How, in our modern age, does acupuncture fare in the Western world? What can we say about this movement of Oriental ideology into Occidental culture? One significant issue relates to the absence, in Western medicine, of a concept of energy comparable to that upon which Oriental medicine rests so heavily. In the West, energy enters our thinking in disconnected ways as a metabolic concept. The energy force described in Oriental medicine has no counterpart in our system, with the exception of the relatively undeveloped work of Wilhelm Reich, Alexander Lowen, and John Pierrakos. However, their ideas have been rejected by all but a few in the Western world. In the West, therefore, we have considerable difficulty in seriously entertaining a medicine built around something we cannot measure with our tools and devices.

This conceptual block has inspired many in the West and in the People’s Republic of China to abandon the energy concepts defined by ancient law, and to Westernize acupuncture. Subsequent explanations of acupuncture’s mechanism have involved colloidal solutions, the autonomic nervous system, neuro-inhibition, pain walls, and endorphins. In the pursuit of a modern explanation for the effectiveness of Chinese medicine, there is currently a frontal assault on every measurable human chemical and physical unit by clinical, experimental laboratory science, especially in the People’s Republic of China. In North Korea in the 1960s, and again in South Korea and elsewhere from around the year 2000, tests using radioactive di-azo dyes have been used in an attempt to confirm the existence of meridians (the result of these tests is now known to science as the primo vascular system). The concept of energy that has given acupuncture its internal consistency, and given all of life a meaningful core, is being quickly and quietly expunged, in part by the efforts of Western medical science to prove its existence.

Sadly, the law of the Five Phases, universal laws of the Tao, concepts of yin and yang, and most of the acupuncture points, are quickly following ‘qi energy’ into obscurity. We are obliged by the prestige and power of Western science to confirm the validity of phenomena according to its own specific standards and techniques. In the West, we know only what registers on our machines. If we cannot measure, we cannot know. We have limited the parameters of our knowledge to the sensitivity of our mechanical devices.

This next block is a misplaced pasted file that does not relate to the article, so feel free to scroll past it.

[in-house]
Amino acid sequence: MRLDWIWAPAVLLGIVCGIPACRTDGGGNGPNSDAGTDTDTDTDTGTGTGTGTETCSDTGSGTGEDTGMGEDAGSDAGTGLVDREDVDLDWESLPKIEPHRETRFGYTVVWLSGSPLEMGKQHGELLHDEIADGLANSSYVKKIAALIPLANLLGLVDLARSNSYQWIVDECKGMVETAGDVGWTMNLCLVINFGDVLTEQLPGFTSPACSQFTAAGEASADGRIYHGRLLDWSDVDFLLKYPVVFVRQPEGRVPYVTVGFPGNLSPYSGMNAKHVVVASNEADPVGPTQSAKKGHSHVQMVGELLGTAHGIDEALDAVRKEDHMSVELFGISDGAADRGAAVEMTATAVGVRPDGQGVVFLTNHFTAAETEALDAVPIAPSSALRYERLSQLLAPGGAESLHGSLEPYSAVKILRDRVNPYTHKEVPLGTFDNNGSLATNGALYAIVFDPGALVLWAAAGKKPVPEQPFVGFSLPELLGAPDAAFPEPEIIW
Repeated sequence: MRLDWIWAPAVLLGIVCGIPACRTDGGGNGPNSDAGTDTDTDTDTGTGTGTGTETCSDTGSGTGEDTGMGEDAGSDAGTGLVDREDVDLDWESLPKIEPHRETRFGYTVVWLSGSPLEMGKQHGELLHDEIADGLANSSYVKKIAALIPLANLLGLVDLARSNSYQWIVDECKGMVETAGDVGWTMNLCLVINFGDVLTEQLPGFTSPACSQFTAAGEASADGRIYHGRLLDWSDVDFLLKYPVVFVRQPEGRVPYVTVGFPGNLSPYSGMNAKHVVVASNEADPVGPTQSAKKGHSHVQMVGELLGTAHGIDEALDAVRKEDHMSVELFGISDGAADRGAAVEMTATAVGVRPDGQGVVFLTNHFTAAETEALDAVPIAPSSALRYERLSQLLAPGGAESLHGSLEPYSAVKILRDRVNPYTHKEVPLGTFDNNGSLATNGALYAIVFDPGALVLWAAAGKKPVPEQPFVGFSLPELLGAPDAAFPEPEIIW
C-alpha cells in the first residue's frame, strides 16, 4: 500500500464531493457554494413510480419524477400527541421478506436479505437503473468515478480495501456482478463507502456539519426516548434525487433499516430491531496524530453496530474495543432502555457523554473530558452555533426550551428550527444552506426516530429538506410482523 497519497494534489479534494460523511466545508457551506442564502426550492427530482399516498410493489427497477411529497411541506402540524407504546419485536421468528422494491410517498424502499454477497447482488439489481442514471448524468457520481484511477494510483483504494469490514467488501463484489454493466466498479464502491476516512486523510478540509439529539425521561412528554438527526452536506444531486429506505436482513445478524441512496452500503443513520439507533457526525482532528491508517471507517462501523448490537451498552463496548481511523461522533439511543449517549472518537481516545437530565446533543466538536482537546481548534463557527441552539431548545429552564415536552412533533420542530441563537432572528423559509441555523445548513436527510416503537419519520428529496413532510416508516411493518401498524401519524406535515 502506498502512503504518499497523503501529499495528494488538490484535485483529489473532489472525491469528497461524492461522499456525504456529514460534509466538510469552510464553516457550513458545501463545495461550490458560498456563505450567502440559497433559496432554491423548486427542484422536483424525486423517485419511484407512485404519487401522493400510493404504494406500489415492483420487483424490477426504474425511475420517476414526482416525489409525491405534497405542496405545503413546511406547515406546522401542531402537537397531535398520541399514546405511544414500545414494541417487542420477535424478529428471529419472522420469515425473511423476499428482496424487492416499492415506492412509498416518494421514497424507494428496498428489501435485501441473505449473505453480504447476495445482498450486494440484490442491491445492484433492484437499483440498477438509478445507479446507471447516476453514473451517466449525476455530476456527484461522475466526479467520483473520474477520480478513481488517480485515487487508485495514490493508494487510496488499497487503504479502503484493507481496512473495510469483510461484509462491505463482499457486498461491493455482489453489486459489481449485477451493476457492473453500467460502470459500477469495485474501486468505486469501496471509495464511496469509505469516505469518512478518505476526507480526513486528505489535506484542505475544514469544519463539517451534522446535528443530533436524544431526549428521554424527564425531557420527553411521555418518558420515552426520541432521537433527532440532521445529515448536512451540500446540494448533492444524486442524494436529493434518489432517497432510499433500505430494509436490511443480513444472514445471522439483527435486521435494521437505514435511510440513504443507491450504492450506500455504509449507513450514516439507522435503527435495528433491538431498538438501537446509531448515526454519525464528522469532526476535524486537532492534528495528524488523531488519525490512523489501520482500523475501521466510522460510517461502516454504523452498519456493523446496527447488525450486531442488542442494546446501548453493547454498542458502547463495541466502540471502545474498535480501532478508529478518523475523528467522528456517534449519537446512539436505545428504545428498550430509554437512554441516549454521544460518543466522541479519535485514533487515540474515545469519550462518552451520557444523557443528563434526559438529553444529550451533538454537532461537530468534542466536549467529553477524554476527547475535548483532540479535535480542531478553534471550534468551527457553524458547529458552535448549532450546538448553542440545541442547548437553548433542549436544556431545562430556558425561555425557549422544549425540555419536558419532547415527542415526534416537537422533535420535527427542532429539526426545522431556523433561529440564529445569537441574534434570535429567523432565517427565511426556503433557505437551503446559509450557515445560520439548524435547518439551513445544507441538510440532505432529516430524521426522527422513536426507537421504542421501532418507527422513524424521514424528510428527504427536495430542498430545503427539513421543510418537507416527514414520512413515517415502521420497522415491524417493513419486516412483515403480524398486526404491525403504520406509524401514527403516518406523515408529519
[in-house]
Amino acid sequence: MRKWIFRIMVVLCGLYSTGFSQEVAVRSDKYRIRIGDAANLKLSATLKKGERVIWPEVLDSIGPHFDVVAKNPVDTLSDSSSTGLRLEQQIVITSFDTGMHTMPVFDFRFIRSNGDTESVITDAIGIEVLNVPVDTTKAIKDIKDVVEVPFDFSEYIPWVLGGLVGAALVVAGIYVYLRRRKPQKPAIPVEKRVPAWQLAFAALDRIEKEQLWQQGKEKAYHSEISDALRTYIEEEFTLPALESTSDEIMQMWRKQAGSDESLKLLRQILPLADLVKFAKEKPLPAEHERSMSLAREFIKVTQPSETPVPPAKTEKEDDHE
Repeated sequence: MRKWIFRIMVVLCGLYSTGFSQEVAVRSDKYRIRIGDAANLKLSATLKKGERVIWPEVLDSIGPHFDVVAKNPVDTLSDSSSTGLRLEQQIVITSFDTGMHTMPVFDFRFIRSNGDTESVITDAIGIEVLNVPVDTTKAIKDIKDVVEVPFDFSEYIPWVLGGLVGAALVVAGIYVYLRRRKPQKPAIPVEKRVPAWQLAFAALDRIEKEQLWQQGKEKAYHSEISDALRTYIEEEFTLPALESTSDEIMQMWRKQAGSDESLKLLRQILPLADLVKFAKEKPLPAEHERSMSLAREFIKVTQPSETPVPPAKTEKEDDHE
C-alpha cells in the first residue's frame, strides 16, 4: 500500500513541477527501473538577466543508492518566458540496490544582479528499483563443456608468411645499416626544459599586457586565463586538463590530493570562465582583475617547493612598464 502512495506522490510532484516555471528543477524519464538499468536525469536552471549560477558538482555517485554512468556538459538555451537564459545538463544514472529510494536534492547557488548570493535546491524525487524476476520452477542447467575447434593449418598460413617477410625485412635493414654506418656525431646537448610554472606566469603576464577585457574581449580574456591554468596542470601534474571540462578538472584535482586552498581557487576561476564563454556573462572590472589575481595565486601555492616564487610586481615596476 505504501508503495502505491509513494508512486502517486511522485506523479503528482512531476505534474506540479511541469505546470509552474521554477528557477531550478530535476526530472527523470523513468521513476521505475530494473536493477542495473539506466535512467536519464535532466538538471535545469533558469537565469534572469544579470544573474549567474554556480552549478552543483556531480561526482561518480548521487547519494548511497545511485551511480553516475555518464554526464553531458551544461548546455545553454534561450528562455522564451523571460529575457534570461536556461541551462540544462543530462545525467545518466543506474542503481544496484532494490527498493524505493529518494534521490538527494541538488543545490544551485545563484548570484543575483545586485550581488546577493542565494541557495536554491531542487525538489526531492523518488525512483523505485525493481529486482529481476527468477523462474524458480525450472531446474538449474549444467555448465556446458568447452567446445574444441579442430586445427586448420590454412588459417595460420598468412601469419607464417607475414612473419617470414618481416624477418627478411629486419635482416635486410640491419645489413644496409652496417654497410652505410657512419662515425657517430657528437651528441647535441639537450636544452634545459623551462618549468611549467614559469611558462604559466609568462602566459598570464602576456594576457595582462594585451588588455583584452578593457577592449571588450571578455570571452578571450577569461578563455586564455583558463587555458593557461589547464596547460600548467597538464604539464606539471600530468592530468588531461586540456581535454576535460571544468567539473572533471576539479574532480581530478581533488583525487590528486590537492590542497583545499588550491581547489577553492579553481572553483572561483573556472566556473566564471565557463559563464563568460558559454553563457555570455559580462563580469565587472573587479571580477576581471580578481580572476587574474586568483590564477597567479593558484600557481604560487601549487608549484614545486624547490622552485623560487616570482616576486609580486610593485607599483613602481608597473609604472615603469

There is a basic conflict between technology and art in the healing process. Technology insists that the healer must not be important to the healing process, as a test of the validity of the healing system. However, in a healing system in which the movement and balance of energy is the critical factor in sickness and health, the energy of the healer enters significantly into the system as a positive or negative force. With regard to acupuncture, Denis Lawson-Wood stated: “It is therapeutically significant what is going on in the practitioner’s mind. In other words, the practitioner’s intention has great influence upon the quality and polarity treatment he will, in fact, administer.”

That importance of the healer to the medicine denotes acupuncture as an art. As such, there will be little of the verifiable data that is so indispensable to the scientific model. The spirit of man, the energy of nature, and the knowledge of nature’s ways are the healing powers of Oriental medicine.

The modern scientific institution will test, and then apply, only what is verifiable by reproducible and statistically-significant experiment. For this reason, I believe that Chinese medicine will pass again through a period of great difficulty and devaluation by the establishment on its long historical journey. Oriental medicine is at a crossroads, as is mankind. One way leads to extinction; the other, which I believe is being increasingly chosen by the people who need medicine, if not by the people who practice it, leads to a new and profound spiritual reunion of man with heaven and earth.